• In our ever-more 'quick-fix' culture, psychotherapist Sylwia Kowalska-Lewis explores the benefits, and realities, of more in-depth therapy

  • Do we have realistic expectations of what it takes to overcome deep-rooted difficulties?

  • If you are ready to take the plunge, we have therapists available here

One of my patients reported feeling very frustrated after seeing an advert of a well-known online therapy provider promising the viewer a virtually instant return to health at no personal cost. She burst out: "this is not how therapy actually feels!" She was not wrong, or at least not entirely. 

Distorted image of therapy

The discourse around therapy tends to focus on its benefits and the practicalities such as what happens in the first session. Rarely do we read about what therapy feels like when we have decided to take the plunge.

I don’t think this is an accidental omission. Many of the readily available articles pitch therapy as a 'problem-solving workshop', where the emphasis is on thinking and behaviour, not on feeling. 

Some therapies are like this...

Such problem-solving approaches sit at the core of short-term, solution-focused therapies like cognitive behavioural therapy (CBT) or dialectical behavioural therapy (DBT). They can be as rapid as six sessions, but even those therapies don’t guarantee an easy experience. And whilst they are useful for issues such as obsessive-compulsive behaviour or post-traumatic stress, they are not a panacea for all psychological distress.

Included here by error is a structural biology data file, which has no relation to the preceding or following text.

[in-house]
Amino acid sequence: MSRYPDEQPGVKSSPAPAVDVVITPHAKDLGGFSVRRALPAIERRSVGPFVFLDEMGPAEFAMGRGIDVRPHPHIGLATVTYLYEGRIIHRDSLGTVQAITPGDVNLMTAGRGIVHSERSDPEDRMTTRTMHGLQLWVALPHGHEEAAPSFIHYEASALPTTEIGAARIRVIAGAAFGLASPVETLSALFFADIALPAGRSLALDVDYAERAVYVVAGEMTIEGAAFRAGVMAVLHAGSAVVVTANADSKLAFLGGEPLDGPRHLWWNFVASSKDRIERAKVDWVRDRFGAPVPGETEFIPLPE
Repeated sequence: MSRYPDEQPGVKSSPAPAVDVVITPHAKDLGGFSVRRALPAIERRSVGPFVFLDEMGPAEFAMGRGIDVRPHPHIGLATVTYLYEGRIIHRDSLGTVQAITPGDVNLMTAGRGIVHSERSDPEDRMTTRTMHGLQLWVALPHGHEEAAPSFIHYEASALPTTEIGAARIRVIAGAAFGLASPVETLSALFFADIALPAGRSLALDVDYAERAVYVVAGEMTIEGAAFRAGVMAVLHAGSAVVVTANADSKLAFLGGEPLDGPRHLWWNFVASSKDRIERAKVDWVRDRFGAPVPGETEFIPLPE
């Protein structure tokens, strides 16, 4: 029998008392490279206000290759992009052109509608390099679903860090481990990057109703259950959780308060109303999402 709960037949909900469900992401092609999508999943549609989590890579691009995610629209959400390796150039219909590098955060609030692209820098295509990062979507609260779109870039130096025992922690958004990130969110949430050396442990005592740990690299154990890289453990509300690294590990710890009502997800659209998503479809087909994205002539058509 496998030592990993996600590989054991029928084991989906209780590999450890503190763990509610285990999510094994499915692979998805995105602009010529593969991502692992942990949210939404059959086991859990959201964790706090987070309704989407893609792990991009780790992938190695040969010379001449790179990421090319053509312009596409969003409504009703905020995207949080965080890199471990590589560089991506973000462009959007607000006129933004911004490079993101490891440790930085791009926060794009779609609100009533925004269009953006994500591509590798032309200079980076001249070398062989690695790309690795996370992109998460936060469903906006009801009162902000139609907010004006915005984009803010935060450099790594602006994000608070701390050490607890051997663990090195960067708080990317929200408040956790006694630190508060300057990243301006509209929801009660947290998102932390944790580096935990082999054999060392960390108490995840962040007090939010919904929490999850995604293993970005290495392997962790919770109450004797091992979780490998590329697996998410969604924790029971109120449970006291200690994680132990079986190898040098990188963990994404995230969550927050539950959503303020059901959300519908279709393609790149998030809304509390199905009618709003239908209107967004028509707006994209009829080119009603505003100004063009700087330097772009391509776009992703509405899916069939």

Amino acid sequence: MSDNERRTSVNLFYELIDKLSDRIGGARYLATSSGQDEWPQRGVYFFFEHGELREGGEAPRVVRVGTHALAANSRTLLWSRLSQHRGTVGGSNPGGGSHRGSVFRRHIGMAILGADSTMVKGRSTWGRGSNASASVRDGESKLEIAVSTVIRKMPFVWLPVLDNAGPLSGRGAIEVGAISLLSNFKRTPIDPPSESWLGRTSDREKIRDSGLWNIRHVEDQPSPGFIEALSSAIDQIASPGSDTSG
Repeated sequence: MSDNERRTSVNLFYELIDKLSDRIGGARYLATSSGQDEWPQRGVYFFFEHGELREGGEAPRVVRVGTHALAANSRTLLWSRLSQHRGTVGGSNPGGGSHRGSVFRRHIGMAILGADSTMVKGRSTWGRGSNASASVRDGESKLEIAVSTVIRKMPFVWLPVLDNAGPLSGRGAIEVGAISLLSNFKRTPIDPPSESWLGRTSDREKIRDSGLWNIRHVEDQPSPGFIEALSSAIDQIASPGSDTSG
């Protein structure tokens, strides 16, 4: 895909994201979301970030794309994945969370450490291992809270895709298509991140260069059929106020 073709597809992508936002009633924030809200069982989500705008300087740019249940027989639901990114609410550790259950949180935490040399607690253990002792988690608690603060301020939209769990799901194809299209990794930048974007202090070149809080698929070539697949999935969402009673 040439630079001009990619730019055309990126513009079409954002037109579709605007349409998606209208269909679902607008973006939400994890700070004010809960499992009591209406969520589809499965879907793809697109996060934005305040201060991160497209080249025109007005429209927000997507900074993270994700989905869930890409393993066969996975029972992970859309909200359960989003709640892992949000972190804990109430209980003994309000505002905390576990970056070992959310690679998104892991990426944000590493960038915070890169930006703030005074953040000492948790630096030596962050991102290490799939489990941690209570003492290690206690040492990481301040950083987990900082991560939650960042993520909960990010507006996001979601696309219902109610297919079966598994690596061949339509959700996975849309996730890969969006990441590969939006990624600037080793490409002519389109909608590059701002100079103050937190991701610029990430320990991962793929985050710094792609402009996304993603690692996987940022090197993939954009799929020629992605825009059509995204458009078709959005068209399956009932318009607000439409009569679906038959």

Unfortunately, in a financially depleted national health service, that’s the prevailing model, often to the detriment of long-term or more relevant therapies for certain problems.

Other therapies are like that...

My patient is in a psychodynamic psychotherapy orientated towards a Jungian idea of self-actualisation. Therapies that work with the unconscious (psychodynamic, psychoanalytic and Jungian) postulate that change occurs by bringing to consciousness unresolved conflicts through intense emotional experiences and linking them with current symptoms or interpersonal problems. 

Another way to think about the aim of such work is to bring a balance and instigate collaboration between conscious and unconscious aspects of the psyche for a more harmonious life.

I have a worry

Unfortunately, depth therapies are systematically undermined and dismissed as irrelevant, non-evidence based, too long and too expensive. In fact, there is a wealth of evidence supporting their effectiveness (F. Leichsenring and S. Rabung; M. Nordmo, N. M. Sonderland, O. E. Havik to name just a couple of the studies). Sure, to address a problem at its roots, particularly when it’s chronic, which is often the case with one of the most common complaints such as depression, takes time. That said, there are hidden costs of going through the revolving door of symptom management.